The journalist grunted and said, "I did some asking around. The men from the Survey Corps found you near the western shore of the Ukerewe Lake, on the outskirts of the Blood Jungle. A dangerous place to be—always swarming with Germans. You were unarmed, that odd glittering hieroglyph appeared to have been freshly tattooed into your head, and you were ranting like a madman."
Baker reached up, pushed his hand beneath his helmet, and ran his fingers through his short hair. There were hard ridges in his scalp.
"I don't remember any of that."
I don't remember. I don't remember. I don't remember.
"The surveyors wanted to take you to Tabora but the route south was crawling with lurchers, so they legged it east until they hooked up with the battalions gathering here. You were in and out of consciousness throughout the hike but never lucid enough to explain yourself."
The correspondent was suddenly interrupted by the loud "Ulla! Ulla!" of a siren. It was a harvestman spider signalling its distress. He turned his attention back to his periscope and Baker followed suit.
One of the gigantic vehicles had become entangled. Scarlet tendrils were coiling around its stilt-like legs, snaking up toward the driver perched high above the ground. The man was desperately yanking at the control levers in an attempt to shake the writhing plant from his machine. He failed. The harvestman leaned farther and farther to its left, then toppled over, dragged down by the carnivorous weed. The siren gurgled and died. The driver rolled from his saddle, tried to stand, fell, and started to thrash about. He screeched as plant pods burst beneath his weight and sprayed him with acidic sap. His uniform erupted into flames and the flesh bubbled and fizzled from his bones. It took less than a minute for the weed to reduce him to a naked skeleton.
"Poor sod," the little man muttered. He lowered his surveillance instrument and shook dust from his right hand. "Did you see the weed arrive yesterday? I missed it. I was sleeping."
"Apparently a thin ribbon of cloud, like a snake, blew in from the sea and rained the seeds. The plant sprouted overnight and it's been growing ever since. It appears quite impassable. I tell you, Baker, those blasted Hun sorcerers know their stuff when it comes to weather and plants. It's how they still drum hundreds of thousands more Africans into the military than we do. The tribes are so superstitious, they'll do anything you say if they believe you can summon or prevent rain and grow them a good crop. Colonel Crowley is having a tough time opposing them—the sorcerers, I mean."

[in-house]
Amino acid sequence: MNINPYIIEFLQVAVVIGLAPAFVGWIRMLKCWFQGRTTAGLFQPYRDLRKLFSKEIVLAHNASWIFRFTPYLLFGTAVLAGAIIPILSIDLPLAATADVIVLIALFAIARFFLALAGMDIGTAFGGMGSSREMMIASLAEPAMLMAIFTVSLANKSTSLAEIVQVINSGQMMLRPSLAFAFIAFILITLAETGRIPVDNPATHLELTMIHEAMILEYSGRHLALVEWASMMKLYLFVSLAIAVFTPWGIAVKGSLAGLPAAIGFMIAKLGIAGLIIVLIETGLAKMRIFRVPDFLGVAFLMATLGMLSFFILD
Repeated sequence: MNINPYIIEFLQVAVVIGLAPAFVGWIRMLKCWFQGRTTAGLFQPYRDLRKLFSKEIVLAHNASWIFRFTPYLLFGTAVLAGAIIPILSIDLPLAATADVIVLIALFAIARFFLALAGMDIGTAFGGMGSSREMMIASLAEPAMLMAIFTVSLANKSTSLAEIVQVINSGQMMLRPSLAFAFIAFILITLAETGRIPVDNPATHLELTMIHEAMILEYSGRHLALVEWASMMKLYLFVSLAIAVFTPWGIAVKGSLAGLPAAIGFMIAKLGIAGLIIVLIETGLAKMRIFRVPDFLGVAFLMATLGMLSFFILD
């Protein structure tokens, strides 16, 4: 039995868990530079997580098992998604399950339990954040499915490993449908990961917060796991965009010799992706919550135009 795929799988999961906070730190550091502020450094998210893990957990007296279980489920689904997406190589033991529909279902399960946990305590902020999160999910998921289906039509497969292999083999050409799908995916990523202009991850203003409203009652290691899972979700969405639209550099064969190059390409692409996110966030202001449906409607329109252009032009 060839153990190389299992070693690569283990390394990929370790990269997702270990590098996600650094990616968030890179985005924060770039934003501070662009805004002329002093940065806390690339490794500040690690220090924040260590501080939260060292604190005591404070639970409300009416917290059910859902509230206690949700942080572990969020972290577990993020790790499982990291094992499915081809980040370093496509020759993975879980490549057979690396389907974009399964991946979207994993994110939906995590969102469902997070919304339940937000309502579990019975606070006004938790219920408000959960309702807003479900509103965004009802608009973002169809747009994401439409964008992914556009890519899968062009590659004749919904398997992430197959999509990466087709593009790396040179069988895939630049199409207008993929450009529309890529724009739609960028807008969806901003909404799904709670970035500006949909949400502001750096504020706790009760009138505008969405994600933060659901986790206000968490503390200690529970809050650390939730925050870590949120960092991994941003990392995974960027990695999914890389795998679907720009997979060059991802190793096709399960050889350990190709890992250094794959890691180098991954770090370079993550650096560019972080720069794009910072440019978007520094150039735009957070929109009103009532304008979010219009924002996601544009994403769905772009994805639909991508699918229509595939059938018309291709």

Baker struggled to process all this. Sorcerers? Plants? Weather control?
"Crowley?" he asked.
The shorter man raised his eyebrows. "Good lord! Your brain really is shot through! Colonel Aleister Crowley. Our chief medium. The wizard of wizards!"
Baker said nothing.
The correspondent shrugged in bafflement, pressed up against the side of the trench as a line of troops pushed past, chuckled as a sergeant said, with a grin and a wink, "Keep your heads down, gents, I don't want holes in those expensive helmets," then turned back to his 'scope. Baker watched this and struggled to overcome his sense of detachment.
I don't belong here. I don't understand any of it.
He wiped his sleeve across his mouth—the atmosphere was thick with humidity and he was sweating profusely—then put his eye to his periscope's lens.
Two more of the harvestmen were being pulled down into the wriggling flora. He said, "How many men must die before someone orders the blasted vehicles to pull back?"
"We won't retreat," came the answer. "This is our last chance. If we can capture German resources in Africa, we might be able to launch some sort of counterattack in Europe. If not, we're done for. So we'll do whatever it takes, even if it means pursuing forlorn hopes. Look! Another one has gone down!"
The three remaining harvestmen set their sirens screaming: "Ulla! Ulla! Ulla! Ulla!"
The journalist continued, "Terrible racket. One could almost believe the damned spiders are alive and terrified."
Baker shook his head slightly. "Strictly speaking, they're not spiders. Spiders are of the order Aranaea, whereas harvestmen are Opiliones."
How do I know that?
The war correspondent snorted. "They're not of any order now—not since our Technologists scraped 'em out!"
All along the British trenches, men started to blow on whistles.
"Damn! Here comes our daily dose of spores. Get your mask on."
Baker moved without thinking about it. His hands went to his belt, opened a canvas container, pulled out a thick rubber mask, and slid it over his face. He and his companion looked at each other through circular glass eyepieces.
"I hate the smell of these things," the smaller man said, his voice muffled. "And they make me claustrophobic. Far too stifling an item to wear in this infernal climate. What say we go back to the dugout for a brew? It's getting too dark for us to see much more here anyway. Time for a cuppa! Come on!"